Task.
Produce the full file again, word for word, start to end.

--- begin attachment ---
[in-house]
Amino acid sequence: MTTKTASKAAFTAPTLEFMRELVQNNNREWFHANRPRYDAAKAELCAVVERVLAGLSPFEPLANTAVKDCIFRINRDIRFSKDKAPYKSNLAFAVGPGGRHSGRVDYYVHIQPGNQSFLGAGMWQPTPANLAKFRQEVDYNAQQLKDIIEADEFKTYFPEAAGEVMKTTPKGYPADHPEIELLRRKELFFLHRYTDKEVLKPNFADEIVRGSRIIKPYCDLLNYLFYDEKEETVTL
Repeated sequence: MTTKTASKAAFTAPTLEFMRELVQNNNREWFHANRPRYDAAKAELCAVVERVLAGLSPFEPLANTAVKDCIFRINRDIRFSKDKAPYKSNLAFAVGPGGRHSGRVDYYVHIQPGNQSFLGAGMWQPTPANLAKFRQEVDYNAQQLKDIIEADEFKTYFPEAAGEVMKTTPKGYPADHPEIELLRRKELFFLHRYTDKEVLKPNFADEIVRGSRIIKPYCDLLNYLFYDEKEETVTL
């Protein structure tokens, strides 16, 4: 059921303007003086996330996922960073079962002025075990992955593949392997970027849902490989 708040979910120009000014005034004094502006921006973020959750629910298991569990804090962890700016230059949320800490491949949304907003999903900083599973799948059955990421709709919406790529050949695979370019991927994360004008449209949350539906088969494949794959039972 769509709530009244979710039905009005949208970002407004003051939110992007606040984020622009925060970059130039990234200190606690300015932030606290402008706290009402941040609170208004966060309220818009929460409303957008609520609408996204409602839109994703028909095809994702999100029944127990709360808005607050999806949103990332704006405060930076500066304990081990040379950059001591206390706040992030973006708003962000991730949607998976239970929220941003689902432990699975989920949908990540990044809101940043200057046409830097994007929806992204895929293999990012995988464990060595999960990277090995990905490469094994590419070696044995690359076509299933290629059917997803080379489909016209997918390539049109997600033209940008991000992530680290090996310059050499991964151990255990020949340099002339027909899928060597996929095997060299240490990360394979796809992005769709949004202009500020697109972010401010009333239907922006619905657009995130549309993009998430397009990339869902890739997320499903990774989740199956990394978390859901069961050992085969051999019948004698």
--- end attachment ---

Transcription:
[in-house]
Amino acid sequence: MTTKTASKAAFTAPTLEFMRELVQNNNREWFHANRPRYDAAKAELCAVVERVLAGLSPFEPLANTAVKDCIFRINRDIRFSKDKAPYKSNLAFAVGPGGRHSGRVDYYVHIQPGNQSFLGAGMWQPTPANLAKFRQEVDYNAQQLKDIIEADEFKTYFPEAAGEVMKTTPKGYPADHPEIELLRRKELFFLHRYTDKEVLKPNFADEIVRGSRIIKPYCDLLNYLFYDEKEETVTL
Repeated sequence: MTTKTASKAAFTAPTLEFMRELVQNNNREWFHANRPRYDAAKAELCAVVERVLAGLSPFEPLANTAVKDCIFRINRDIRFSKDKAPYKSNLAFAVGPGGRHSGRVDYYVHIQPGNQSFLGAGMWQPTPANLAKFRQEVDYNAQQLKDIIEADEFKTYFPEAAGEVMKTTPKGYPADHPEIELLRRKELFFLHRYTDKEVLKPNFADEIVRGSRIIKPYCDLLNYLFYDEKEETVTL
């Protein structure tokens, strides 16, 4: 059921303007003086996330996922960073079962002025075990992955593949392997970027849902490989 708040979910120009000014005034004094502006921006973020959750629910298991569990804090962890700016230059949320800490491949949304907003999903900083599973799948059955990421709709919406790529050949695979370019991927994360004008449209949350539906088969494949794959039972 769509709530009244979710039905009005949208970002407004003051939110992007606040984020622009925060970059130039990234200190606690300015932030606290402008706290009402941040609170208004966060309220818009929460409303957008609520609408996204409602839109994703028909095809994702999100029944127990709360808005607050999806949103990332704006405060930076500066304990081990040379950059001591206390706040992030973006708003962000991730949607998976239970929220941003689902432990699975989920949908990540990044809101940043200057046409830097994007929806992204895929293999990012995988464990060595999960990277090995990905490469094994590419070696044995690359076509299933290629059917997803080379489909016209997918390539049109997600033209940008991000992530680290090996310059050499991964151990255990020949340099002339027909899928060597996929095997060299240490990360394979796809992005769709949004202009500020697109972010401010009333239907922006619905657009995130549309993009998430397009990339869902890739997320499903990774989740199956990394978390859901069961050992085969051999019948004698």